New QR code service helps in returning your bike – barcode insurance.
Australian police in Victoria have given their approval to MyBikeRego, a new QR code and cloud-based technology product that helps to simplify the retrieval of bicycles that have been stolen.
MyBikeRego is the product of the Australian startup company that bears the same name. The annual membership fee costs $30 (AUD) and it provides consumers with three QR codes that can be affixed to their bicycles. Each consumer’s barcode is unique to him or her and, when scanned, is linked to an individual profile which is stored in the cloud and provides details about that bicycle, including its owner.
The goal of the product is to deter thieves by making it simpler to identify the vehicle’s owner, as all that is required to find out to whom the bike belongs is to scan it using a mobile device such as a smartphone.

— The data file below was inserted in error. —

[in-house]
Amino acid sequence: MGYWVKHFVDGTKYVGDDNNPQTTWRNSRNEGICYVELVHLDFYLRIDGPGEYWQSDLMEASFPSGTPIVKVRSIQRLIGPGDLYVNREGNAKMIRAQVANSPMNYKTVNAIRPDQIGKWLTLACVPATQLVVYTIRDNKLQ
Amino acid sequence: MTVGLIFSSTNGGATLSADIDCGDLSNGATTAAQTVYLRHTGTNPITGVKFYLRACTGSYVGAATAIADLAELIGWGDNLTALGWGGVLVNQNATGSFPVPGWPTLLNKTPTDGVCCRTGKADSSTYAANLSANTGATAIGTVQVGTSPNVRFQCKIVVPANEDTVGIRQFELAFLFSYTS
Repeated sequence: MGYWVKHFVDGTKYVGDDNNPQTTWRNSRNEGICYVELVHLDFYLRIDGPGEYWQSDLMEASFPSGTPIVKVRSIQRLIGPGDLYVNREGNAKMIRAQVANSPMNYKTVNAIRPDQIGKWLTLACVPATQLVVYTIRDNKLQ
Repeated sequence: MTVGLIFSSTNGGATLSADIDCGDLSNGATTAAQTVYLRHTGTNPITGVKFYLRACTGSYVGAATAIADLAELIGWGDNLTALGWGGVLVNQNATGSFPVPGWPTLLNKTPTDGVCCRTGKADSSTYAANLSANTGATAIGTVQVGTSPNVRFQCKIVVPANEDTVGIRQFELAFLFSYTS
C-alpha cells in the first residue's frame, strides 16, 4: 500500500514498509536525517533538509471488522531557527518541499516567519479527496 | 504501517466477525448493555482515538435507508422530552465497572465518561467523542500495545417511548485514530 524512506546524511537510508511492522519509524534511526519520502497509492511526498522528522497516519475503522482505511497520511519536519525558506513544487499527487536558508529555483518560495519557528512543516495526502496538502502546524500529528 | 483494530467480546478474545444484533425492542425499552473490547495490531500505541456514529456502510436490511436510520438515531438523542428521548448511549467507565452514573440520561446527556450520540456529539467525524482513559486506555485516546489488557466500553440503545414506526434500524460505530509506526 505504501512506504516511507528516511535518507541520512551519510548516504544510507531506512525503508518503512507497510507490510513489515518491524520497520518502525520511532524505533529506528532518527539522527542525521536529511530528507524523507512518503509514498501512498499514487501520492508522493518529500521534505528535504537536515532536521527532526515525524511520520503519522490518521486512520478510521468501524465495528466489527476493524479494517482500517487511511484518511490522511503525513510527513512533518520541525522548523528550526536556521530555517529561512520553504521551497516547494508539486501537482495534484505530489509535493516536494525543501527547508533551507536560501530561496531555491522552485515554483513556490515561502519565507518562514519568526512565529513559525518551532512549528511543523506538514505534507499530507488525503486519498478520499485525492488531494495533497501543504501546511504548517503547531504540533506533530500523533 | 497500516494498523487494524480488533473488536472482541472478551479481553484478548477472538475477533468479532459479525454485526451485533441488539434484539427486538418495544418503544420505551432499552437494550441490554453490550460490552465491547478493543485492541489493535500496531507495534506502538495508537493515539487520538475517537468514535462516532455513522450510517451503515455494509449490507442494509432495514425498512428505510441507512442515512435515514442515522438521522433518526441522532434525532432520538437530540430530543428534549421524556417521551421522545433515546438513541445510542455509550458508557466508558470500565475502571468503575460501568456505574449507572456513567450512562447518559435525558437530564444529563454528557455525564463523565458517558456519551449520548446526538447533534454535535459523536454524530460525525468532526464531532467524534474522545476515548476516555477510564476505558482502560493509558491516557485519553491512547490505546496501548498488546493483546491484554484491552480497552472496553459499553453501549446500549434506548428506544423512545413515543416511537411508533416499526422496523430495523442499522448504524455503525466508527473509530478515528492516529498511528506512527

The MyBikeRego member can also use the QR code profile to store additional information such as the next of kin and blood type, allowing it to become a handy tool for emergency service providers in case the bike owner is ever injured and requires assistance.
Last year, in the Northwest Metro Region of Victoria, MyBikeRego met with Craig McDonald, a Crime Prevention officer and a Leading Senior Constable. McDonald was impressed with the product offered by the company.
He stated that “As Police if we find a bike they all look the same to us,” and explained that this makes it very challenging to assist individuals whose bicycles have been stolen. The fact that bicycles are extremely portable also makes things increasingly challenging, as they often turn up in places that are a long distance away from where they were originally taken.
It is, therefore, McDonald’s opinion that MyBikeRego offers “an excellent way of relocating your bike” and he has been making recommendations to bicycle owners to use this product when he attends cycling promotion and crime prevention events.
He also pointed out that the QR code sticker itself is quite tough and that they are exceptionally difficult to remove. The only option that would be left to a thief, who actually knew what it was in the first place, would be to try to grind it off or burn it off.